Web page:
Intuitive Explanation of Tippe Top Effect?

A friend showed me a tippe top (a special kind of spinning top) lately and asked me about the physics behind it. I thought about it for a while but cannot quite figure it out. So I will throw the question to SE. Below is a picture of tippe top:

So basically the strange effect is that when you spin such a top fast enough with its round surface touching the table, the top will wobble and eventually invert itself. There is a video of this effect at wiki commons and here is an illustrative picture:

So my questions are:

1. Why is the top so unstable? Why does it invert?
2. Why does the initial angular velocity of the top matter? (Why do we have to spin faster than a certain velocity in order for the top to invert?)
3. What other shapes will lead to inversion?

I am looking for some intuitive explanations that do not involve too much mathematics. Heuristic approaches are welcomed!

• I've got one of those. Boy, that's gotta be one hell of an equation of motion! ;-)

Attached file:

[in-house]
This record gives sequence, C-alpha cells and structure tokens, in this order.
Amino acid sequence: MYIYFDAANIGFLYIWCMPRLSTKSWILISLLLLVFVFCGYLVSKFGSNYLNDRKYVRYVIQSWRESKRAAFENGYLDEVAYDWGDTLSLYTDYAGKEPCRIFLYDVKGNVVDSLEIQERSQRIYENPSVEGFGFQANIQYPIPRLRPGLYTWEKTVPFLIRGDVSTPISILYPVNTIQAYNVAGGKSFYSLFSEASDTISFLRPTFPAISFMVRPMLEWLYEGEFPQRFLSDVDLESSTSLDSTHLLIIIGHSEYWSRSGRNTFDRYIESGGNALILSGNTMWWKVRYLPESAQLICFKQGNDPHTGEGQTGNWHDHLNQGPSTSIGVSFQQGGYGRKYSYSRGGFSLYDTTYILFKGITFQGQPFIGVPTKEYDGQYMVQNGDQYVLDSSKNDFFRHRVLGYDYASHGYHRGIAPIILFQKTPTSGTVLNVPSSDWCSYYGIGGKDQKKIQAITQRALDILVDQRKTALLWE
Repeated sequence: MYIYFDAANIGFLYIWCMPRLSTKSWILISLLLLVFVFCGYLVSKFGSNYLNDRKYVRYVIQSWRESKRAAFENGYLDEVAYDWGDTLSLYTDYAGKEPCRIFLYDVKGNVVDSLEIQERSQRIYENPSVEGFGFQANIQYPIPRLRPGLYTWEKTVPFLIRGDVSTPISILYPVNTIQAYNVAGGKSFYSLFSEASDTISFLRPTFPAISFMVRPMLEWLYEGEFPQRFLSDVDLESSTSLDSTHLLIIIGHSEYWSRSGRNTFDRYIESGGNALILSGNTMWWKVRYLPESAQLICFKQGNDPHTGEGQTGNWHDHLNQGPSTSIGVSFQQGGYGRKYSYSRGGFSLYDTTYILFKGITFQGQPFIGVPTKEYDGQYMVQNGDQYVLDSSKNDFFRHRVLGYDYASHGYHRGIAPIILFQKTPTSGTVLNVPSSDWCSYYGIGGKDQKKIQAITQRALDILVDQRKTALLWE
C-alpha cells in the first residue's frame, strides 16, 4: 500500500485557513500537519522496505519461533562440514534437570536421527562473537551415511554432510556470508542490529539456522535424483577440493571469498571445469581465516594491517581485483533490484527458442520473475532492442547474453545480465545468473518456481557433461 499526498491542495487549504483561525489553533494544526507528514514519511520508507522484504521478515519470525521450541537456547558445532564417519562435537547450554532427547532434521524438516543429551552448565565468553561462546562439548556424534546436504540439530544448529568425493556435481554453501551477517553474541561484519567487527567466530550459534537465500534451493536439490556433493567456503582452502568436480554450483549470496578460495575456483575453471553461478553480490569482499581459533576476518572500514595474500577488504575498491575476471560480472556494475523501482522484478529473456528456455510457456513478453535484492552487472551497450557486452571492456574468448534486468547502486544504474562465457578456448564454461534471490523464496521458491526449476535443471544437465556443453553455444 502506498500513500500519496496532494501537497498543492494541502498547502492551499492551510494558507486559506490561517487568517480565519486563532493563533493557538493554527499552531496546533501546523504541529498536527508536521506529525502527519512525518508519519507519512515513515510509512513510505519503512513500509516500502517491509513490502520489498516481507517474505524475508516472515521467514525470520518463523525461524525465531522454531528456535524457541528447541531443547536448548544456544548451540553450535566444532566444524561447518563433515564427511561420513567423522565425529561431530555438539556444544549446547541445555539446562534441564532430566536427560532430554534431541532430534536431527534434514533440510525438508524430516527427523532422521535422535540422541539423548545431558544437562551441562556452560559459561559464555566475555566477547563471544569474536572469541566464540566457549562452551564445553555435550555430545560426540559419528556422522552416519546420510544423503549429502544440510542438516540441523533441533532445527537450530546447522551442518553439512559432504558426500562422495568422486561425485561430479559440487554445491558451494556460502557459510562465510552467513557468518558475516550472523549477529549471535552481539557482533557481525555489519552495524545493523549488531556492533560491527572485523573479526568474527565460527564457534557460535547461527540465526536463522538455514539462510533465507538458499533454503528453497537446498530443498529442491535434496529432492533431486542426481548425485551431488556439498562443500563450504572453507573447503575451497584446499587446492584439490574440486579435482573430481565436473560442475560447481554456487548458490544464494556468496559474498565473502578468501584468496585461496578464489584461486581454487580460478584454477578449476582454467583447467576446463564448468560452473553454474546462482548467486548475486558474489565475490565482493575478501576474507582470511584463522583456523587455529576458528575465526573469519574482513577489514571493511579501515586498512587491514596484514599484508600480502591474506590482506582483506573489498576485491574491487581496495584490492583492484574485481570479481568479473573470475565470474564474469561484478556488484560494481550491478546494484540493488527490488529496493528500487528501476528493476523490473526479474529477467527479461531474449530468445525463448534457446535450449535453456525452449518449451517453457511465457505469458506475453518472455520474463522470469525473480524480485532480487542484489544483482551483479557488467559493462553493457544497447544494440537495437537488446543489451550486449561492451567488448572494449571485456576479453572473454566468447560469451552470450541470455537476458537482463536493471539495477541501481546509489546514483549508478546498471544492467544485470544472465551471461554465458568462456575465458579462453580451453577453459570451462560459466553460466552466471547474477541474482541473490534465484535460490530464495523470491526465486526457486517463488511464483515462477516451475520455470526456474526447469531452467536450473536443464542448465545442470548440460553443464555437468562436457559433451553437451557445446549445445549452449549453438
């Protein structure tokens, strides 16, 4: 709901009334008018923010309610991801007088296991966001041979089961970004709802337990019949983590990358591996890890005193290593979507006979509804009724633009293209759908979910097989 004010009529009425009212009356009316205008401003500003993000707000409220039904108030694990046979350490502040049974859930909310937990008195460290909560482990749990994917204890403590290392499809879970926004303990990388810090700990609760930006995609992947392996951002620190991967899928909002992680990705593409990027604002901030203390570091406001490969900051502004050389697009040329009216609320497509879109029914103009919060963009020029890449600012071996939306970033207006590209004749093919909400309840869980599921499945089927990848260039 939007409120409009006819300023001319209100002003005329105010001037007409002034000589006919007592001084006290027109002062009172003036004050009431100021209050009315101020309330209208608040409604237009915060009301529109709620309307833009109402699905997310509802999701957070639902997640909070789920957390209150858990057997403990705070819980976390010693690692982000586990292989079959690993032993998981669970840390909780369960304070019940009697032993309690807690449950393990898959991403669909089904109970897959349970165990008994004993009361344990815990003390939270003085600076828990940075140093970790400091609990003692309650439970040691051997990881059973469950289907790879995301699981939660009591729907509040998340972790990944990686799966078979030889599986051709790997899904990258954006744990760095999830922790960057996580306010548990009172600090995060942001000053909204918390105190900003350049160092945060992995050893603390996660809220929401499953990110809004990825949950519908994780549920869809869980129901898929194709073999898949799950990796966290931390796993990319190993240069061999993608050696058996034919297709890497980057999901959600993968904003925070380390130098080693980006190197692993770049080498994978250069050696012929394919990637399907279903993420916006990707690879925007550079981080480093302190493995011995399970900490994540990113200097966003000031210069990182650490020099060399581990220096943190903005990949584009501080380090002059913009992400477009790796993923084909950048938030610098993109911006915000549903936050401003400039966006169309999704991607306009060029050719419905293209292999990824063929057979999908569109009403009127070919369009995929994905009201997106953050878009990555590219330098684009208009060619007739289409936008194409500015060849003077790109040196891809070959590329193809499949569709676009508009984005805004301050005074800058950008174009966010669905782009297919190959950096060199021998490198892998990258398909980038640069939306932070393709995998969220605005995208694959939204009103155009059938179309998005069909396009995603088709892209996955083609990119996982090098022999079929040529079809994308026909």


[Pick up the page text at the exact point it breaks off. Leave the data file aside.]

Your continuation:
– Gert
Commented Oct 18, 2015 at 22:37
• Commented Oct 19, 2015 at 2:20
• Related: physics.stackexchange.com/q/9805/2451 , physics.stackexchange.com/q/68223/2451 and links therein. Commented Oct 19, 2015 at 3:00
• @KeithMcClary Hmm. I guess it is difficult to not use any mathematics. But I still think there should be a somewhat intuitive explanation. Utsav's answer provided some insight. I will keep thinking and wait for more answers Commented Oct 20, 2015 at 4:50
• A video came to my mind reading this, but I cannot find it now. I think it was Walter Lewin who derived the tippe top equation just by means of dimensional analysis... any clue of where to find that lesson? Commented Mar 6, 2018 at 15:40